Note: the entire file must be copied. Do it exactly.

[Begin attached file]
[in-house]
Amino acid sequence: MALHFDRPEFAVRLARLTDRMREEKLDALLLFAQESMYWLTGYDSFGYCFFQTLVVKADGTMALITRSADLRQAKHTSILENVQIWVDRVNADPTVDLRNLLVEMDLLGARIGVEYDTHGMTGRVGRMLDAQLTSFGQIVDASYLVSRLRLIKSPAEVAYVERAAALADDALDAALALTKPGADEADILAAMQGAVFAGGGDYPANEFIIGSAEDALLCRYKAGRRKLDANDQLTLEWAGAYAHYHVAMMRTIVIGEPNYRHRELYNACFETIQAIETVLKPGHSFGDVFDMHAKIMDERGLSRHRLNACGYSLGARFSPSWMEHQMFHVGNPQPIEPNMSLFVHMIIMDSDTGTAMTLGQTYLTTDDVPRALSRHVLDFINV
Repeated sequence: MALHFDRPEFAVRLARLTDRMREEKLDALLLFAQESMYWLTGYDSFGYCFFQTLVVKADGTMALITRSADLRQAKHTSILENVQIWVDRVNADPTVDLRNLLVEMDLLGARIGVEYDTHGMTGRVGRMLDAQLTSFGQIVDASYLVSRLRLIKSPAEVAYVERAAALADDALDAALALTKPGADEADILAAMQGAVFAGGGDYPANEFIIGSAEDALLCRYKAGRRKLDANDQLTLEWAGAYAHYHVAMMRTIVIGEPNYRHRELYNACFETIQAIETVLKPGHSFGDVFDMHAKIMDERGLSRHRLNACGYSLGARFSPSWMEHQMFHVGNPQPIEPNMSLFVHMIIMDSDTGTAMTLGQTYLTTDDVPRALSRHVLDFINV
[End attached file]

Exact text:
[in-house]
Amino acid sequence: MALHFDRPEFAVRLARLTDRMREEKLDALLLFAQESMYWLTGYDSFGYCFFQTLVVKADGTMALITRSADLRQAKHTSILENVQIWVDRVNADPTVDLRNLLVEMDLLGARIGVEYDTHGMTGRVGRMLDAQLTSFGQIVDASYLVSRLRLIKSPAEVAYVERAAALADDALDAALALTKPGADEADILAAMQGAVFAGGGDYPANEFIIGSAEDALLCRYKAGRRKLDANDQLTLEWAGAYAHYHVAMMRTIVIGEPNYRHRELYNACFETIQAIETVLKPGHSFGDVFDMHAKIMDERGLSRHRLNACGYSLGARFSPSWMEHQMFHVGNPQPIEPNMSLFVHMIIMDSDTGTAMTLGQTYLTTDDVPRALSRHVLDFINV
Repeated sequence: MALHFDRPEFAVRLARLTDRMREEKLDALLLFAQESMYWLTGYDSFGYCFFQTLVVKADGTMALITRSADLRQAKHTSILENVQIWVDRVNADPTVDLRNLLVEMDLLGARIGVEYDTHGMTGRVGRMLDAQLTSFGQIVDASYLVSRLRLIKSPAEVAYVERAAALADDALDAALALTKPGADEADILAAMQGAVFAGGGDYPANEFIIGSAEDALLCRYKAGRRKLDANDQLTLEWAGAYAHYHVAMMRTIVIGEPNYRHRELYNACFETIQAIETVLKPGHSFGDVFDMHAKIMDERGLSRHRLNACGYSLGARFSPSWMEHQMFHVGNPQPIEPNMSLFVHMIIMDSDTGTAMTLGQTYLTTDDVPRALSRHVLDFINV